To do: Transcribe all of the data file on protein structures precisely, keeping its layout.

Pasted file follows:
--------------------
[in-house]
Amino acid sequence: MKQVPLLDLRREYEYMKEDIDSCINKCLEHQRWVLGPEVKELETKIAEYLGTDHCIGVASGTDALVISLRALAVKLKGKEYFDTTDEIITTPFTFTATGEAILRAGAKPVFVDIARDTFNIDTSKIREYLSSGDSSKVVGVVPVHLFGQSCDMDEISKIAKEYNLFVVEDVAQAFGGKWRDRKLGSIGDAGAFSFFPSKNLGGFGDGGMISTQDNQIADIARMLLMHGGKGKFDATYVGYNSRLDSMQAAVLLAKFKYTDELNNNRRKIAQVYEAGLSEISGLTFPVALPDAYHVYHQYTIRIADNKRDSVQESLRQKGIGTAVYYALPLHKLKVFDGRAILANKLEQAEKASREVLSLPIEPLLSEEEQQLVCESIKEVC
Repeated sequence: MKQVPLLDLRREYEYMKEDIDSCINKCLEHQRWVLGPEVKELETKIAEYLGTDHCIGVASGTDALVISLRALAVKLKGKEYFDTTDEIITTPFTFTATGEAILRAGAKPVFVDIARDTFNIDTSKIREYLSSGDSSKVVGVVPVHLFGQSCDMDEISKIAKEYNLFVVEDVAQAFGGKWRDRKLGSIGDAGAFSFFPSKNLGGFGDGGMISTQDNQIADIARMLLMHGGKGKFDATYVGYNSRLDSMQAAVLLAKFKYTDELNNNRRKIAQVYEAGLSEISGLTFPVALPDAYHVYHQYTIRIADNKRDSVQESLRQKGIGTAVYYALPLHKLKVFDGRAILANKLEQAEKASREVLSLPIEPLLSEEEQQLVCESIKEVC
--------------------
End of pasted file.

[in-house]
Amino acid sequence: MKQVPLLDLRREYEYMKEDIDSCINKCLEHQRWVLGPEVKELETKIAEYLGTDHCIGVASGTDALVISLRALAVKLKGKEYFDTTDEIITTPFTFTATGEAILRAGAKPVFVDIARDTFNIDTSKIREYLSSGDSSKVVGVVPVHLFGQSCDMDEISKIAKEYNLFVVEDVAQAFGGKWRDRKLGSIGDAGAFSFFPSKNLGGFGDGGMISTQDNQIADIARMLLMHGGKGKFDATYVGYNSRLDSMQAAVLLAKFKYTDELNNNRRKIAQVYEAGLSEISGLTFPVALPDAYHVYHQYTIRIADNKRDSVQESLRQKGIGTAVYYALPLHKLKVFDGRAILANKLEQAEKASREVLSLPIEPLLSEEEQQLVCESIKEVC
Repeated sequence: MKQVPLLDLRREYEYMKEDIDSCINKCLEHQRWVLGPEVKELETKIAEYLGTDHCIGVASGTDALVISLRALAVKLKGKEYFDTTDEIITTPFTFTATGEAILRAGAKPVFVDIARDTFNIDTSKIREYLSSGDSSKVVGVVPVHLFGQSCDMDEISKIAKEYNLFVVEDVAQAFGGKWRDRKLGSIGDAGAFSFFPSKNLGGFGDGGMISTQDNQIADIARMLLMHGGKGKFDATYVGYNSRLDSMQAAVLLAKFKYTDELNNNRRKIAQVYEAGLSEISGLTFPVALPDAYHVYHQYTIRIADNKRDSVQESLRQKGIGTAVYYALPLHKLKVFDGRAILANKLEQAEKASREVLSLPIEPLLSEEEQQLVCESIKEVC